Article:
“What I enjoy about the job is the opportunity that I am given to solve problems when all the systems have been followed and still a solution has not been found.
“When I am confronted with such a situation, I have to use my expertise, experience and the passion that I have for the job to come up with solutions no matter what it takes,” she enthused.
It is that determination and highly level of ingenuity that won her a prize in 2014 for solving a problem that Telone had encountered involving VOIP.
A holder of a bachelor’s degree in Engineering and an honours in Electronic Engineering, Eng Mangwende opined that women were as good as men in telecommunications.
“We (women) can measure up to the task and sometimes even perform better than our male colleagues. What is needed is a paradigm shift on gender and sexuality to ensure that both men and women can take up the same jobs without any reservations,” she said.
Eng Mangwende said that there was need to change the narrative about the gender roles to ensure that more girls take up engineering.
“There are a lot of girls out there who are extremely intelligent and would want to take up engineering.
“But society has to change the social context where girls are told, ‘Don’t be too smart, you won’t find a husband.’ So what do these girls do? They dumb themselves down,” Eng Mangwende said.
Having worked for the telecommunications firm for seven years from the time she joined Telone in 2010 as a graduate trainee,
Eng.Mangwende wants to consolidate her knowledge in the field by embarking on Master in Telecommunications.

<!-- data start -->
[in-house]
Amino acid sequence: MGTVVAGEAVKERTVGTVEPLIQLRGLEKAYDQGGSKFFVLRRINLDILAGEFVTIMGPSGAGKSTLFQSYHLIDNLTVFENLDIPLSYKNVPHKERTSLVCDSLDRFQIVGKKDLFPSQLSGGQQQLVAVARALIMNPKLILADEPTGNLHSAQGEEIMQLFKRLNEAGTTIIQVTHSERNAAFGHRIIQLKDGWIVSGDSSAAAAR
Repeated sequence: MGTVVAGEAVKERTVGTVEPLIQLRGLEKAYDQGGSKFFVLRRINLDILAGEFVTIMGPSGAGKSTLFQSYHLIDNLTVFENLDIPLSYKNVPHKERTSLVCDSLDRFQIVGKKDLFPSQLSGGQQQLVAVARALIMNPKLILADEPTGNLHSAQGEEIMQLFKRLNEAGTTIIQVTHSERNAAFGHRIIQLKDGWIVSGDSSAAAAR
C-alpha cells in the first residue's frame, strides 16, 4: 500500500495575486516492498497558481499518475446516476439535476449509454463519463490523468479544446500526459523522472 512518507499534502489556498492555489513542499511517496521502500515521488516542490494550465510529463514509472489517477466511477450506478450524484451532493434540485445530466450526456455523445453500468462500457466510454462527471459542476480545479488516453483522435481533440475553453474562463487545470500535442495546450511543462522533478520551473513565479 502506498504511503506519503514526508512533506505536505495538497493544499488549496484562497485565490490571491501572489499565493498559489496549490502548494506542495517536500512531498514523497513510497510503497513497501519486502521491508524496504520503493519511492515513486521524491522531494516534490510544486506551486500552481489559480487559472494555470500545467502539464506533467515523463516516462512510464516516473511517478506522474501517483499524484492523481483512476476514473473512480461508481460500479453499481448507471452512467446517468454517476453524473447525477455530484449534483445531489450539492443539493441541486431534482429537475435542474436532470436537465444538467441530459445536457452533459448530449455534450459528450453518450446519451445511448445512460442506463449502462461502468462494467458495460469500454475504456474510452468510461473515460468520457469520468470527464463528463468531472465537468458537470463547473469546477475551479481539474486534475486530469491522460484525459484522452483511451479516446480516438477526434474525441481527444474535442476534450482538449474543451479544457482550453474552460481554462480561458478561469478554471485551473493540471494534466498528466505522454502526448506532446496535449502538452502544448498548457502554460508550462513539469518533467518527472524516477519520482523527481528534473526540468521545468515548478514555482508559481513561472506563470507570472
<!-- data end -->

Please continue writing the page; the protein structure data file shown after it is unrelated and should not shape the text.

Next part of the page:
“We’re living in a fast-changing world where telecoms is no longer what it was 30 years ago. There are continuous developments in telecommunications, and I need to remain relevant to the sector, hence my decision to further my studies,” said the married mother of two.
However, despite the job satisfaction, the two engineers concede that the terrain requires a lot of hard work and sacrifices. Whilst other women employed in various other sectors like health, education and law can afford to unwind at spas or beauty parlours, while pampering themselves with a pedicure, facial or hairdo, the engineers say it’s a luxury they cannot afford.
“We would love to do that a lot more, but sometimes the working hours are odd and the work schedule can be so hectic such that by the time you go home, you just want to hit the pillow,” revealed Eng. Mariwo.
But that aside, the duo concedes that the salary perks and other benefits such as globe-trotting that comes with the job compensate for everything lost in between.
Head of Telone communications and client experience Mrs Melody Harry said the organisation is an equal opportunity employer with management having resolved to increase the total female to male employment ratio to 50 percent from the current 20 percent in the next five years.
“The current employment policy gives equal opportunities between male and female candidates on promotions and on new entries,” she said.
Mrs Harry added that Telone currently has a mentorship programme for girls to encourage and empower them to venture into telecommunication engineering.
“They come in and shadow senior staff members for a week and we match them with mentors. The programme has been running since 2016 and we are happy with the results,” she said.
Gender diversity at workplaces clearly continues to represent not only a key challenge but also a significant opportunity for the future of telecoms industry.